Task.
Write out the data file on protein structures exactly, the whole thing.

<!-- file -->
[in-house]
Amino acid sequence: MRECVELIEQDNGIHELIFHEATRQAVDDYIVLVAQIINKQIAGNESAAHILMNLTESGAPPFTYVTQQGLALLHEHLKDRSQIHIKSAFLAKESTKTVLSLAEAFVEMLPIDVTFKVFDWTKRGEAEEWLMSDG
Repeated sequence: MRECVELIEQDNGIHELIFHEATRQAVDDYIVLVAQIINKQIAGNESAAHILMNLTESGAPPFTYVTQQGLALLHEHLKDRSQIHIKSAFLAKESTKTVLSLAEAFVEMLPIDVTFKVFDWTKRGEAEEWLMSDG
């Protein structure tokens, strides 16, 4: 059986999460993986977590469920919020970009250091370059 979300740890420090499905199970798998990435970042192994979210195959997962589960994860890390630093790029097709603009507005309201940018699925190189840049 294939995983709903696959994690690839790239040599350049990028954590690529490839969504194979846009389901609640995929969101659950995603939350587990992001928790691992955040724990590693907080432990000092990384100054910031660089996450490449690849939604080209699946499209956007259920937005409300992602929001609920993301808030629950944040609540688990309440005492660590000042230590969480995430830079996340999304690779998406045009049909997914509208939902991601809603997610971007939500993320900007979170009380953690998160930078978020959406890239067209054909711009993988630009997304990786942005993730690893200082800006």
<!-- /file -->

[in-house]
Amino acid sequence: MRECVELIEQDNGIHELIFHEATRQAVDDYIVLVAQIINKQIAGNESAAHILMNLTESGAPPFTYVTQQGLALLHEHLKDRSQIHIKSAFLAKESTKTVLSLAEAFVEMLPIDVTFKVFDWTKRGEAEEWLMSDG
Repeated sequence: MRECVELIEQDNGIHELIFHEATRQAVDDYIVLVAQIINKQIAGNESAAHILMNLTESGAPPFTYVTQQGLALLHEHLKDRSQIHIKSAFLAKESTKTVLSLAEAFVEMLPIDVTFKVFDWTKRGEAEEWLMSDG
């Protein structure tokens, strides 16, 4: 059986999460993986977590469920919020970009250091370059 979300740890420090499905199970798998990435970042192994979210195959997962589960994860890390630093790029097709603009507005309201940018699925190189840049 294939995983709903696959994690690839790239040599350049990028954590690529490839969504194979846009389901609640995929969101659950995603939350587990992001928790691992955040724990590693907080432990000092990384100054910031660089996450490449690849939604080209699946499209956007259920937005409300992602929001609920993301808030629950944040609540688990309440005492660590000042230590969480995430830079996340999304690779998406045009049909997914509208939902991601809603997610971007939500993320900007979170009380953690998160930078978020959406890239067209054909711009993988630009997304990786942005993730690893200082800006």